-Ben S.

  3. I think you are correct and I was mistaken. I had looked into this a bit a few years ago when I was thinking of changing my house bank. I thought that if you selected “User” as the battery type, the charging voltages could be adjusted to custom values for each connected bank.

    As for the single stage of operation, I am pretty sure that I have noticed different charging voltages on the display for the three banks. I will check again next time I am on the boat. It may be that just the amperage is different, Anyway, I have had good experience with the P12. My four (two on house in parallel) Lifeline Group 31 AGM batteries seem to be enjoying a long and happy life entering their seventh year of being maintained by the P12 and the staring batteries can crank over my Cummins QSB Diesels easily.

  4. Maybe with the wider penetration of non-lead acid batteries, the charger manufacturers will see there is a market for a product that can handle a mixed system. Then again, maybe they just want everyone to buy two chargers.

    • Jason Hall Jason Hall says:

      I’m the new Marine Product Manager for Xantrex – I know this article is based on a smaller amperage charger, but Xantrex has the 120A-12V 6 bank Xplore charger that can support dual chemistries. It is designed for working with both house (2) and engine bank (4) . Have you looked into that unit? I would be glad to hear your feedback.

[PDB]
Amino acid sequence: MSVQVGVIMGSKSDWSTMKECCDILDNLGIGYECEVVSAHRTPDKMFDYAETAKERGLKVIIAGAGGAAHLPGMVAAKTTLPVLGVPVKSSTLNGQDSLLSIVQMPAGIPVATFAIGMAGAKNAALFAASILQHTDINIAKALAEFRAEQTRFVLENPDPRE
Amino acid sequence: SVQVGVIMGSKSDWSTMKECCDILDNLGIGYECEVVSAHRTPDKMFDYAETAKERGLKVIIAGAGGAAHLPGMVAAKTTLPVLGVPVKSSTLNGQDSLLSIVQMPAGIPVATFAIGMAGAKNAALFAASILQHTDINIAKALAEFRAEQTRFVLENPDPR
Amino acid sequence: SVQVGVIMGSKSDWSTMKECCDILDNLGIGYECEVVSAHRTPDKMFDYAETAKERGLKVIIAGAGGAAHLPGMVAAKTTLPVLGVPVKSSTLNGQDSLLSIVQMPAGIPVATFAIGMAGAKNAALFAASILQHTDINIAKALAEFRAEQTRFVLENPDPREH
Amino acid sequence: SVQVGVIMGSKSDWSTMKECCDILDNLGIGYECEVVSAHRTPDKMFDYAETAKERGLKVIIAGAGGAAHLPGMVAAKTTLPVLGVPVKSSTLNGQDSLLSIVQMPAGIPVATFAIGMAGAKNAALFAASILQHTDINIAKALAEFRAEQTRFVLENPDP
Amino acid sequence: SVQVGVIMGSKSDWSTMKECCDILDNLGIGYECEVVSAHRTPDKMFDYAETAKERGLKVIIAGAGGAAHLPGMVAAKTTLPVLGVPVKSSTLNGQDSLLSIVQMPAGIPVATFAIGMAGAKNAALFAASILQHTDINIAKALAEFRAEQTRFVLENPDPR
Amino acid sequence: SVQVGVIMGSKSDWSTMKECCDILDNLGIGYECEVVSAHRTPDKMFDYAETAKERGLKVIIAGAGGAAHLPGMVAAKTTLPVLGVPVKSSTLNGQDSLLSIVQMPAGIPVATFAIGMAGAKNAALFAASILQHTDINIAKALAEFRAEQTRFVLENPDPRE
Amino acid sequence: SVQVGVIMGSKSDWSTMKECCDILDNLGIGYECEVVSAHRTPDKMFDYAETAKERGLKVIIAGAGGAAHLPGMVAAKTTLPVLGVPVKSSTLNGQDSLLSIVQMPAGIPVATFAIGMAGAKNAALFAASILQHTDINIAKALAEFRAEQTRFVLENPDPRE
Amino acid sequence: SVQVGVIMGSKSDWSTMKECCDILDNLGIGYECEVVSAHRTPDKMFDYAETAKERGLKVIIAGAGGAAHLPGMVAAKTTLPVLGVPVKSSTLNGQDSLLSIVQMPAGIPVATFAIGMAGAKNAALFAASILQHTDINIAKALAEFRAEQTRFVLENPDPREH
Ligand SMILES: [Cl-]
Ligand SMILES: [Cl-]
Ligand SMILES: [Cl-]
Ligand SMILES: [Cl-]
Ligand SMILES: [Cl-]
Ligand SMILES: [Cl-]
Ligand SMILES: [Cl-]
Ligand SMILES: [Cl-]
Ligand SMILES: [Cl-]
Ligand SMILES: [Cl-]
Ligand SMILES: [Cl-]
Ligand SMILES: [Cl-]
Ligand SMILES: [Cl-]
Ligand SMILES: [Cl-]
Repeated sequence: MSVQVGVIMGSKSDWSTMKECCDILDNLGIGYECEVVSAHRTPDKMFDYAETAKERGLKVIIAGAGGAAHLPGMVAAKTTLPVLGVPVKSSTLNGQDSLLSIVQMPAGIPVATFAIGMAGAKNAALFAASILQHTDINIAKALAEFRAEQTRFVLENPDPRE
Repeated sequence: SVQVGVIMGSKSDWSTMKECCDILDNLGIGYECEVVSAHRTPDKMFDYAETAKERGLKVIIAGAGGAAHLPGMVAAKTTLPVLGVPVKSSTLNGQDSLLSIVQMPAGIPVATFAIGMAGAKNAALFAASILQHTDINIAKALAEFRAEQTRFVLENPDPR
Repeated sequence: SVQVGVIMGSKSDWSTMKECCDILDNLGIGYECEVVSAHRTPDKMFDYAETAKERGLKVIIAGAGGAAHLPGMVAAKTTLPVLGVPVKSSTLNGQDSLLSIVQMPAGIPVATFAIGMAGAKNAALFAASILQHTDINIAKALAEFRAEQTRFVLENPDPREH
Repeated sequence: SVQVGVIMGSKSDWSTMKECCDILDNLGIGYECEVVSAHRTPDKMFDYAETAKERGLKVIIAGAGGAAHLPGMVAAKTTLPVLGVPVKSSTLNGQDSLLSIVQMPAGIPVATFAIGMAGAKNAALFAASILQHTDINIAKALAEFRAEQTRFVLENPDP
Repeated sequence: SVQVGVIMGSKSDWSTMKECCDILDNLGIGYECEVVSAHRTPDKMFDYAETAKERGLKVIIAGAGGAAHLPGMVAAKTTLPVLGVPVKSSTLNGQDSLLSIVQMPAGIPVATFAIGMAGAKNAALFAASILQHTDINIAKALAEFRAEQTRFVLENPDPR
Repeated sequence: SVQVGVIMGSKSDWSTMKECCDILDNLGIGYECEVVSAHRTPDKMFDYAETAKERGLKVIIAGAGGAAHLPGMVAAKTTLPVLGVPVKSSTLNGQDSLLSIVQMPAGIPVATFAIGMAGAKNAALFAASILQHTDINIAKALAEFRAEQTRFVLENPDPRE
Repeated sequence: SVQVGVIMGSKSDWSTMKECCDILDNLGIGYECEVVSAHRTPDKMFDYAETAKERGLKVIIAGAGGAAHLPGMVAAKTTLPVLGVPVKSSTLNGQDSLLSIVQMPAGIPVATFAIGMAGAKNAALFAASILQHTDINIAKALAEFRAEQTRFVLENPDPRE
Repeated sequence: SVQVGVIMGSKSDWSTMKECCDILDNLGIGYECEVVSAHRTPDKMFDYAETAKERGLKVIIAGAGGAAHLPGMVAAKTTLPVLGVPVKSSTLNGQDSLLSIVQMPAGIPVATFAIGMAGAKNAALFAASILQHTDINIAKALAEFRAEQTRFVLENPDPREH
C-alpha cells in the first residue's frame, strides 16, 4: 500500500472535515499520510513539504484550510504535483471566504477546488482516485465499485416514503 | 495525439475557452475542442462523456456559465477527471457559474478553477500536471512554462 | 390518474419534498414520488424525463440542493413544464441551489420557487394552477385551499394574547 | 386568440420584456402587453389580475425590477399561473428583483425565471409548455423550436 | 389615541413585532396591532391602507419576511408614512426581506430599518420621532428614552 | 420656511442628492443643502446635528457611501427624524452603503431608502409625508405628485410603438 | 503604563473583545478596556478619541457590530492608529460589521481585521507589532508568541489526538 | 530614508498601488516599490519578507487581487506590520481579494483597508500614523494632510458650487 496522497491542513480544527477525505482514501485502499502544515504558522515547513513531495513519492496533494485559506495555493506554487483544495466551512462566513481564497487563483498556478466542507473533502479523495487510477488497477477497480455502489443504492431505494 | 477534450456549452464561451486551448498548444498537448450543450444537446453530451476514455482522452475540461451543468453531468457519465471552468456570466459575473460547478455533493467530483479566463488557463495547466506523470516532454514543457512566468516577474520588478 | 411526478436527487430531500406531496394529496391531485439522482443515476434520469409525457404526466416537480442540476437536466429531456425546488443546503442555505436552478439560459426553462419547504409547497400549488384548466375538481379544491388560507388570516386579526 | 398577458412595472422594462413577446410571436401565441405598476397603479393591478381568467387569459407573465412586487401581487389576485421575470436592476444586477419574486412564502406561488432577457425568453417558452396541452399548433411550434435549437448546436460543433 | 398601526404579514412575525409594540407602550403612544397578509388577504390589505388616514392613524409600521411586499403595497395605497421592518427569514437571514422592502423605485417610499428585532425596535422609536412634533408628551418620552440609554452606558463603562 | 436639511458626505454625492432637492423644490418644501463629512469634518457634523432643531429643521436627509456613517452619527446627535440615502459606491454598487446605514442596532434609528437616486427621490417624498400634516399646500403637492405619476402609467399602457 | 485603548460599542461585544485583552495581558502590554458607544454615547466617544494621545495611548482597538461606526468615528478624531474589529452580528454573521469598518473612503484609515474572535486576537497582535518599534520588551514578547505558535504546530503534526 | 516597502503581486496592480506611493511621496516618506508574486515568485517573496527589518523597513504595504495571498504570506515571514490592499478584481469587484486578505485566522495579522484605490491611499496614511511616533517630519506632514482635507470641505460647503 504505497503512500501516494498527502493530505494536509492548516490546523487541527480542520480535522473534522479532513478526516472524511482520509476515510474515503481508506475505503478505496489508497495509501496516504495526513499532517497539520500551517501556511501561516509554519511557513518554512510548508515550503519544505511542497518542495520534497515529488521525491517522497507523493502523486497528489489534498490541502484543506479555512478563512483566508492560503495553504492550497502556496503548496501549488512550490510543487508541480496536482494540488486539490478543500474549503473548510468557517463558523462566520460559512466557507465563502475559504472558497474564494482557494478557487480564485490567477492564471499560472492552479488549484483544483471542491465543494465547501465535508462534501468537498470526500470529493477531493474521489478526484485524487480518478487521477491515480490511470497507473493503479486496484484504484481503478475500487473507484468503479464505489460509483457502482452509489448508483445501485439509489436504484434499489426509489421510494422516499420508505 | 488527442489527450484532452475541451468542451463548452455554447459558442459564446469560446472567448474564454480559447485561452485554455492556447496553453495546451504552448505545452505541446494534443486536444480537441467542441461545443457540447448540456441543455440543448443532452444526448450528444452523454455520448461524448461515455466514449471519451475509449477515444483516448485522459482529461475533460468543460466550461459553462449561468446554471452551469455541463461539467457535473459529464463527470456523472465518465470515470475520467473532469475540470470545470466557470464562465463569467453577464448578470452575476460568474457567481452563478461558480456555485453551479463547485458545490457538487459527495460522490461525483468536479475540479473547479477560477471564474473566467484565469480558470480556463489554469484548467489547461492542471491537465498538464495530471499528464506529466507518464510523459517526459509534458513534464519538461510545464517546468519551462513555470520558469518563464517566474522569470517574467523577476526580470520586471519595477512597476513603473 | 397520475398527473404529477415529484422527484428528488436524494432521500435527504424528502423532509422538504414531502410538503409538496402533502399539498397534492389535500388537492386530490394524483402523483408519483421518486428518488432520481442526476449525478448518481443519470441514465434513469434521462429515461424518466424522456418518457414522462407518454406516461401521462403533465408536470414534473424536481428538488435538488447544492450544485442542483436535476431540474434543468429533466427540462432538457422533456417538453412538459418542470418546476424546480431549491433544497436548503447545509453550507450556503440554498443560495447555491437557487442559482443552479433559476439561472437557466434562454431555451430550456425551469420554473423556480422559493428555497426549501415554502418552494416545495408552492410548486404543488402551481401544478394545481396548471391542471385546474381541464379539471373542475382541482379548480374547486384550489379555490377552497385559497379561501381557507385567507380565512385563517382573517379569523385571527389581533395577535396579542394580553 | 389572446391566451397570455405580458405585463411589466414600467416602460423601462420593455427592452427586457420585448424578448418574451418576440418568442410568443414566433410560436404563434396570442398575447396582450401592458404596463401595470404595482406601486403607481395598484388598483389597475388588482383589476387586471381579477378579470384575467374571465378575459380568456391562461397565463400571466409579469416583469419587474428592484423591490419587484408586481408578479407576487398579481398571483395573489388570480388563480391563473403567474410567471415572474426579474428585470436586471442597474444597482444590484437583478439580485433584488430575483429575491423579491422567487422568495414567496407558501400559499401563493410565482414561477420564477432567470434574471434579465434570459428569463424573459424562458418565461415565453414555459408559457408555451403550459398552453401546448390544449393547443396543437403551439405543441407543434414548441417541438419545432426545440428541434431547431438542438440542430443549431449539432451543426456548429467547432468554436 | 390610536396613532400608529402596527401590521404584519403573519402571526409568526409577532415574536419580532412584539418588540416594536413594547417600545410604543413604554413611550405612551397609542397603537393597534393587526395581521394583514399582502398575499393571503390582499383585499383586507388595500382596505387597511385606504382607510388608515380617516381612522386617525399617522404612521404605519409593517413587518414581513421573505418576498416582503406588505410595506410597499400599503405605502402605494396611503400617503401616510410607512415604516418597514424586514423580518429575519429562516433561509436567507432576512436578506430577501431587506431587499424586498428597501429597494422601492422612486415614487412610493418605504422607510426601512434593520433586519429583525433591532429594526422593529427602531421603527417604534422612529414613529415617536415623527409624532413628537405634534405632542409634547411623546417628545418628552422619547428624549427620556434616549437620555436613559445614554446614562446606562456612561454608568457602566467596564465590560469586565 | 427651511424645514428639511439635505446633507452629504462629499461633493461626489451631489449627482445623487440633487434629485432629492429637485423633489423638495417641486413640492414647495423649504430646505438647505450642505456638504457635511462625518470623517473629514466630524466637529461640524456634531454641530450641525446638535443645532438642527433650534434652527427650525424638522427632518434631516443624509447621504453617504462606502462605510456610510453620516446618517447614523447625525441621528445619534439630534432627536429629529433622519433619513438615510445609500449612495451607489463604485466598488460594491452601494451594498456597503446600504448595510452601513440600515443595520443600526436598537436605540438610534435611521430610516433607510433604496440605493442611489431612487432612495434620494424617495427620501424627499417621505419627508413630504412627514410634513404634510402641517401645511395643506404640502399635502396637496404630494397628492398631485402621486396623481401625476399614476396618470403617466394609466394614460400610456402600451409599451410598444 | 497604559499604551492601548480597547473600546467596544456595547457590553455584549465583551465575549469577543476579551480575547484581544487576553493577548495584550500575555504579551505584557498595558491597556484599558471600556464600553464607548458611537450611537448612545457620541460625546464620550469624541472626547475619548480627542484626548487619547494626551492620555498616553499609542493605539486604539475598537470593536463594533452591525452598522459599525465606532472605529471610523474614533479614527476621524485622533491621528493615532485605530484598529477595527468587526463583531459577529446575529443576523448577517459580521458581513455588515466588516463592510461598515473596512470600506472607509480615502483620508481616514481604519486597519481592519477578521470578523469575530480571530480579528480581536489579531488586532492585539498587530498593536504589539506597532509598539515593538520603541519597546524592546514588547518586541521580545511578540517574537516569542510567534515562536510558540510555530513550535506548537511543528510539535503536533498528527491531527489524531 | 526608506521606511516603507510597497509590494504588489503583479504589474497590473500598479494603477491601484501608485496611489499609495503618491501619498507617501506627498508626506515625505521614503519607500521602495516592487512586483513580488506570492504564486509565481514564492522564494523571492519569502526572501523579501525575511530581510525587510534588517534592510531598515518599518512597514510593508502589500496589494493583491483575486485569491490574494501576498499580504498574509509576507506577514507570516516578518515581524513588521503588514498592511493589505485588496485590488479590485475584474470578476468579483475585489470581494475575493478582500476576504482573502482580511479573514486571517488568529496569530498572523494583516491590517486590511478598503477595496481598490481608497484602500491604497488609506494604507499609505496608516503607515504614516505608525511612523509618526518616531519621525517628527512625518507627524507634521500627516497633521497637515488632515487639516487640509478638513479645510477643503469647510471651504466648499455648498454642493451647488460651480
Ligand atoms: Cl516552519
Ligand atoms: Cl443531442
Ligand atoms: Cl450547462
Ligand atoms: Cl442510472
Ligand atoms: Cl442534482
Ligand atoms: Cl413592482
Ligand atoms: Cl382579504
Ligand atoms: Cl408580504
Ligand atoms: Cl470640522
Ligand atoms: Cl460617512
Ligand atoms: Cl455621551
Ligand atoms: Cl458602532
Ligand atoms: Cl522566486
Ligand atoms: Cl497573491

• Grant Jenkins says:

        Jason, the Xplore charger looks impressive, but the documentation is incomplete. I downloaded the manual, and there’s no detail on how to configure individual outputs for chemistry, charge limit, bank size, or anything else – and some of the page references within the document are in error. Is there a separate document that describes this?
        Without accurate documentation it’s hard to assess it’s true capability…

  5. Grant Jenkins says:

    Hi Ben, another nice review, big fan of Victron’s components as well – but, I’m not sure what value multiple charge outputs are, if they are all locked into the same profile. Even if they don’t support different chemistries, is it too much to ask that they at least INDEPENDENTLY sense and transition among Bulk/Absorption/Float phases? If my house bank is 50% SOC, and the start battery is 98%, do I really want the start bank to sit in absorption for 4+ hours? No, I don’t. At least the P12 has the “pre-float” feature in an attempt to address this. I have the 25A version and the remote clearly shows (albeit with a % bar graph) the batteries entering the pre-float stage independent of one another. The integration with BlueSea’s ACR’s to isloate the banks when the charger is active solves another tricky issue when an ACR is part of the system, another reason I chose the P12.

  6. Sabado says:

    We have to of the 50A versions and boy do the get hot!

  7. Rob Currie says:

    Perfect timing for this review as I’m trying to decide between the IP43 and the Blue Smart IP22. The latter has a fan for cooling and is ~$200 vs. $400 for the IP43 though that’s not enough of a difference to choose one vs. the other. The IP22 seems to have all the same integration with other systems (I’ll be adding 4 MPPT and already have a smart shunt). I’ll just be charging he house with a DC to DC to sort the starter.

    • Ben Stein Ben Stein says:


      I don’t think any of the BlueSmart chargers have VE.Direct interfaces. That means you won’t be able to connect to a Cerbo or other GX device and see the data via VRM. If that’s not in your use case, that might not be a major factor.